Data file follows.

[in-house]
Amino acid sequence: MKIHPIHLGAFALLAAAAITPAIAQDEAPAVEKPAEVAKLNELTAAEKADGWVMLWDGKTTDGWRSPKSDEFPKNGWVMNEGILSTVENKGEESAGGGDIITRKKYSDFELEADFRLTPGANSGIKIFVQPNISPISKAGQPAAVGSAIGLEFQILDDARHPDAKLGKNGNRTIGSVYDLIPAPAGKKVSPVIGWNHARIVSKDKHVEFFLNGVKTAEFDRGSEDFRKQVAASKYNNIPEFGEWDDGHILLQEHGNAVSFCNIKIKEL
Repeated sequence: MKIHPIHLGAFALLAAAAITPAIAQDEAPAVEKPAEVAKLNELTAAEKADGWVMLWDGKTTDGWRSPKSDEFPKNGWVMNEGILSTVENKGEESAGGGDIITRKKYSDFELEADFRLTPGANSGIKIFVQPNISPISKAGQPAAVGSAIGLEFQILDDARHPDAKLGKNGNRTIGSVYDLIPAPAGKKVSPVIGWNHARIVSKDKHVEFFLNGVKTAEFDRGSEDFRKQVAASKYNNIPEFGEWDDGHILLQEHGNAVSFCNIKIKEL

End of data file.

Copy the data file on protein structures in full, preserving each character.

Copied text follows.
[in-house]
Amino acid sequence: MKIHPIHLGAFALLAAAAITPAIAQDEAPAVEKPAEVAKLNELTAAEKADGWVMLWDGKTTDGWRSPKSDEFPKNGWVMNEGILSTVENKGEESAGGGDIITRKKYSDFELEADFRLTPGANSGIKIFVQPNISPISKAGQPAAVGSAIGLEFQILDDARHPDAKLGKNGNRTIGSVYDLIPAPAGKKVSPVIGWNHARIVSKDKHVEFFLNGVKTAEFDRGSEDFRKQVAASKYNNIPEFGEWDDGHILLQEHGNAVSFCNIKIKEL
Repeated sequence: MKIHPIHLGAFALLAAAAITPAIAQDEAPAVEKPAEVAKLNELTAAEKADGWVMLWDGKTTDGWRSPKSDEFPKNGWVMNEGILSTVENKGEESAGGGDIITRKKYSDFELEADFRLTPGANSGIKIFVQPNISPISKAGQPAAVGSAIGLEFQILDDARHPDAKLGKNGNRTIGSVYDLIPAPAGKKVSPVIGWNHARIVSKDKHVEFFLNGVKTAEFDRGSEDFRKQVAASKYNNIPEFGEWDDGHILLQEHGNAVSFCNIKIKEL